Anyone who’s interested in thinking ought to read Mary Midgley’s last book, What is Philosophy For? I just finished the book last night and felt the need to share it since it investigates pertinent issues of our time while calling for more people to engage with philosophical thinking. Midgley address head on the notion that computers will inevitable control our lives and calls into question the role that science has taken in our society. Modern science is a fine way to think of the world around us; however, we need to be able to question it and not limit ourselves to just one way of knowing.
Mary Midgley was a philosopher at the University of Newcastle who wrote on a wide range of topics: animal ethics, philosophy of science, philosophy of biology, moral philosophy. She was one of the philosophers who studied ‘Greats’ at Oxford during the Second World War, with the other members of what’s come to be known as the ‘Oxford four’: Midgley, Iris Murdoch, Philippa Foot, and Elizabeth Anscombe. Mary Warnock was also there at the same time, but a few years ahead of them.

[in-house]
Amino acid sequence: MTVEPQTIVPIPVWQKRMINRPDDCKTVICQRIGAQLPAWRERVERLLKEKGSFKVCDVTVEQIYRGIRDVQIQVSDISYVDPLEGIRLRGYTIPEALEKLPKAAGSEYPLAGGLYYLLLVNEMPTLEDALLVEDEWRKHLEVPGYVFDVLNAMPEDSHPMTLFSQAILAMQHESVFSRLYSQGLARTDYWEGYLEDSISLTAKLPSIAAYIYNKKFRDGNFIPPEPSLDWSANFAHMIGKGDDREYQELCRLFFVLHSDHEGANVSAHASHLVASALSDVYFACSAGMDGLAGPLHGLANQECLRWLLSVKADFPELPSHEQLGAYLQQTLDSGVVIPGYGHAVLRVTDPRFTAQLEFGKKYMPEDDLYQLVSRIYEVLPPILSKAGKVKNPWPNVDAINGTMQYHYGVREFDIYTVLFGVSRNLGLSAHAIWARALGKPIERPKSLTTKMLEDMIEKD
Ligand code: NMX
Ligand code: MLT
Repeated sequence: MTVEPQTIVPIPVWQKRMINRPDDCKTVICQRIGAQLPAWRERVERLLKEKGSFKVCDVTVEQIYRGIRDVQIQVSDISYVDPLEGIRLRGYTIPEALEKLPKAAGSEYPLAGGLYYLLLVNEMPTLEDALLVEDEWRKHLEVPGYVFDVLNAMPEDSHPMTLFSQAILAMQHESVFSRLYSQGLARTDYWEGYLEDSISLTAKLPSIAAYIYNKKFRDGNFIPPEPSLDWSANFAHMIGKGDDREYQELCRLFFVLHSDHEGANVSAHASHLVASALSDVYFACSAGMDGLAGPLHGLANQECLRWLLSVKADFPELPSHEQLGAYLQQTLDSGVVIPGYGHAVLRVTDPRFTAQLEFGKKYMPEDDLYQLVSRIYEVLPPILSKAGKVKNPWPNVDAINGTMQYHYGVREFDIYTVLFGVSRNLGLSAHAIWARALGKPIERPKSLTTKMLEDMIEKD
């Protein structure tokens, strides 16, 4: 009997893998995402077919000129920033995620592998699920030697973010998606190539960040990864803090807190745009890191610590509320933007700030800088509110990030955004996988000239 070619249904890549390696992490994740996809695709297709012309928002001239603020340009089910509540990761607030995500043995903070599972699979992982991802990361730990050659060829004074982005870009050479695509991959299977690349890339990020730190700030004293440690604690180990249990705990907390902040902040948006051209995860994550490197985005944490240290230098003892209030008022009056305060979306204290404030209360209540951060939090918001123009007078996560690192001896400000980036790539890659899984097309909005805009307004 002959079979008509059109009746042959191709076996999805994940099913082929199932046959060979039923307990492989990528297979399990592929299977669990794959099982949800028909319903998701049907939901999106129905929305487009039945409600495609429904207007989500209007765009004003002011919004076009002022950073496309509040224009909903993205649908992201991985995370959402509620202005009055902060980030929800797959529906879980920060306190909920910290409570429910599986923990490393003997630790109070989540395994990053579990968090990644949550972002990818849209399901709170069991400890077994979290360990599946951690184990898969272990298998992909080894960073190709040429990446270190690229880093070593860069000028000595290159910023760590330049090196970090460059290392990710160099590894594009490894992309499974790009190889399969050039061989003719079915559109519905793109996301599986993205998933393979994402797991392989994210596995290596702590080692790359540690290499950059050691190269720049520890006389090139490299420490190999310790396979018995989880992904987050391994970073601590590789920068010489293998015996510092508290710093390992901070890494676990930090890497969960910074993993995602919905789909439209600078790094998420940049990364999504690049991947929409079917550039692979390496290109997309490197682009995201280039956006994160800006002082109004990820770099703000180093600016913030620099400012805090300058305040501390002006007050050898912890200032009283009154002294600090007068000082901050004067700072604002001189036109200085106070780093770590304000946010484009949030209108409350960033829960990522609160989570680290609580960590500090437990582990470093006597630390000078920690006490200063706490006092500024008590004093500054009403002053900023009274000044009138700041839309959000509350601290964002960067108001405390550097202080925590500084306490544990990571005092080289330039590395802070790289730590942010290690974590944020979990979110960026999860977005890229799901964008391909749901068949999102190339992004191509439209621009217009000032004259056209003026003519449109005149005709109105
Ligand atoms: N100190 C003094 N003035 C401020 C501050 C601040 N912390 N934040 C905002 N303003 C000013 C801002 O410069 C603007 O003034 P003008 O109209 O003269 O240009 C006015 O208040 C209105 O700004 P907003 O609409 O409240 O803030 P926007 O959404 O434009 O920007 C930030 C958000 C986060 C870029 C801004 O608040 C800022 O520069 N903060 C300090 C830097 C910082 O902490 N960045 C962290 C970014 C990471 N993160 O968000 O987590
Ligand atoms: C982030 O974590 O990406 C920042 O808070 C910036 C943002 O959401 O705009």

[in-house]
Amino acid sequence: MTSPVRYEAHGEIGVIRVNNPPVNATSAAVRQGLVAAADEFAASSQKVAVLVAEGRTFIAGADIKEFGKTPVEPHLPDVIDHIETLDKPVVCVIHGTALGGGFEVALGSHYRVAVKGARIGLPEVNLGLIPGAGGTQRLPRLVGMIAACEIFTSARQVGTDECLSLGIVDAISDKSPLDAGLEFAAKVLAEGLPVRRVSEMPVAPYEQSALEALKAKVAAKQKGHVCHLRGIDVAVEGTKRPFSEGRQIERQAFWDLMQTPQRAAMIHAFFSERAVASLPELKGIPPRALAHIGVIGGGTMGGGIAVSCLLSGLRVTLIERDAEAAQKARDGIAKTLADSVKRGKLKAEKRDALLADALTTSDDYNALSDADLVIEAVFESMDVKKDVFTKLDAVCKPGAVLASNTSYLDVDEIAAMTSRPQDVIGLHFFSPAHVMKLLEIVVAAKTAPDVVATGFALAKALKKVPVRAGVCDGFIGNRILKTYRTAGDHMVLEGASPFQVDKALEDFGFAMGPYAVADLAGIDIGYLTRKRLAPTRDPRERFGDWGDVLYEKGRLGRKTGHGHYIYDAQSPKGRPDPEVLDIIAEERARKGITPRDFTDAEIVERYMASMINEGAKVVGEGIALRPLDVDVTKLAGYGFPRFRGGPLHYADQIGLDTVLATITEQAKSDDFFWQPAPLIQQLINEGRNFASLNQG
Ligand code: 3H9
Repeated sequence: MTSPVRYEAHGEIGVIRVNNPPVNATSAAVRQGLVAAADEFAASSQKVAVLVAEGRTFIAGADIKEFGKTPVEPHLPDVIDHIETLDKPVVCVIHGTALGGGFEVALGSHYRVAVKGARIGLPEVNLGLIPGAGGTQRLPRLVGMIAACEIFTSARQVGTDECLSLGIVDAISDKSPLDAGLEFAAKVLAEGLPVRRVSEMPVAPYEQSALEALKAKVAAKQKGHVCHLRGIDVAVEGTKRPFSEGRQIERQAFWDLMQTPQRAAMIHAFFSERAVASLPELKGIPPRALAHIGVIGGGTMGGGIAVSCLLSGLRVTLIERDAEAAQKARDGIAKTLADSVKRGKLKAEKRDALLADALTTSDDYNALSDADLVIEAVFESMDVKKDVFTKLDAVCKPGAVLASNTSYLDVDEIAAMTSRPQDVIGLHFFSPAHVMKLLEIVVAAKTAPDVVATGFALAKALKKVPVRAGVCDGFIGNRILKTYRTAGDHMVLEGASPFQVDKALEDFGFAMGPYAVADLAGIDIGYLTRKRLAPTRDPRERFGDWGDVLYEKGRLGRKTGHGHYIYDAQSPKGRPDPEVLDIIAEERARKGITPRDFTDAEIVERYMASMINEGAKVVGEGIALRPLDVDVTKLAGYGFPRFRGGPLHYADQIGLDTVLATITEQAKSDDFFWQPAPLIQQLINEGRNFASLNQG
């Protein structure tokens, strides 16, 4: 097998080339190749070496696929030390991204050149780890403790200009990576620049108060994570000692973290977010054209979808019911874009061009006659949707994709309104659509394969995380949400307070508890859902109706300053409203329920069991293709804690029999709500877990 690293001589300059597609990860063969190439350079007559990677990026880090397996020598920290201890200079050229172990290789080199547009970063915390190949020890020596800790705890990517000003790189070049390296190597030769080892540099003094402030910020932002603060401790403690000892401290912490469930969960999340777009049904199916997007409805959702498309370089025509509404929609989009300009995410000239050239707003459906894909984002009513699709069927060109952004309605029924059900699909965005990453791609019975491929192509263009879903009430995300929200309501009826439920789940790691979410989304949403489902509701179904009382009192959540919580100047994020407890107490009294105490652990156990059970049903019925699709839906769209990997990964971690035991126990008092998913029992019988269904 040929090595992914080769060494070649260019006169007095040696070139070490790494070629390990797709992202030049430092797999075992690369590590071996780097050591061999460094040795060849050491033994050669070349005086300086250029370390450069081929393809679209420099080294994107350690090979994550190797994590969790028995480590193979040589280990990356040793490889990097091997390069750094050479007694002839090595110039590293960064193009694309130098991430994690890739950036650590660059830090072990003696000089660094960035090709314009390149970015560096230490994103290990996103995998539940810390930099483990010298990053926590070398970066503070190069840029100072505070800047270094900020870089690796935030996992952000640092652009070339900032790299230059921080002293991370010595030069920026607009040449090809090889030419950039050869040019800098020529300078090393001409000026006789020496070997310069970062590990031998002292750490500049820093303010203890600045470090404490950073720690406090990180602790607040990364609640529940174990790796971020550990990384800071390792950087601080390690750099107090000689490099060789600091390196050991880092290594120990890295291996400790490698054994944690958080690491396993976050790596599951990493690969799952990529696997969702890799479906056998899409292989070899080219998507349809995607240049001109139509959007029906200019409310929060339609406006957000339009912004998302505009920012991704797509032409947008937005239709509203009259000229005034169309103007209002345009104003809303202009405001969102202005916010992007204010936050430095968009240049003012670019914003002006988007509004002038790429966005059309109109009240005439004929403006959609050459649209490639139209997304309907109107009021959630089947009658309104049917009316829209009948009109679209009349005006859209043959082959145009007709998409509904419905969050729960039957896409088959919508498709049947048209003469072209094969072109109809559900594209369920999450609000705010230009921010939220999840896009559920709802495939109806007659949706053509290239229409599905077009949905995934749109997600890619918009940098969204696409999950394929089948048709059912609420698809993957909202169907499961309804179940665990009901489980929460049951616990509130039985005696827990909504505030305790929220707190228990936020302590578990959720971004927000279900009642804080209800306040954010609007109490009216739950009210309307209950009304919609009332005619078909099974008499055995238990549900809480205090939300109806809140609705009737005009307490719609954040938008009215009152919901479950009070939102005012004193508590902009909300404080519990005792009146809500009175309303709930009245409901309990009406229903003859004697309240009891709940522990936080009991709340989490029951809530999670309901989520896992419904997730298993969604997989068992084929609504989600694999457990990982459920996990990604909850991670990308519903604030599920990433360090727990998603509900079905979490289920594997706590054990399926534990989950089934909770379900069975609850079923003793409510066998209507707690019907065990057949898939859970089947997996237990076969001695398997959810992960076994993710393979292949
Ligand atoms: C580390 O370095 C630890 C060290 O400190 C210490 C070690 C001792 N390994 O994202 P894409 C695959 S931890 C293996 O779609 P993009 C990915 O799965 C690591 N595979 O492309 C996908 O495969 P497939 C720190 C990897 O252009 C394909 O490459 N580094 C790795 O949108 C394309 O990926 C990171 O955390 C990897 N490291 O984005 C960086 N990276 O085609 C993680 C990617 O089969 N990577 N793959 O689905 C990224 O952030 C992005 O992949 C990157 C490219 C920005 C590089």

This was a really interesting time for women studying philosophy at Oxford because so many men were away. The men that were left were elderly professors or conscientious objectors and so Midgley, Murdoch, Foot and Anscombe were left with slightly more old-school philosophy professors who were interested in Plato and Aristotle and a traditional form of the history of philosophy.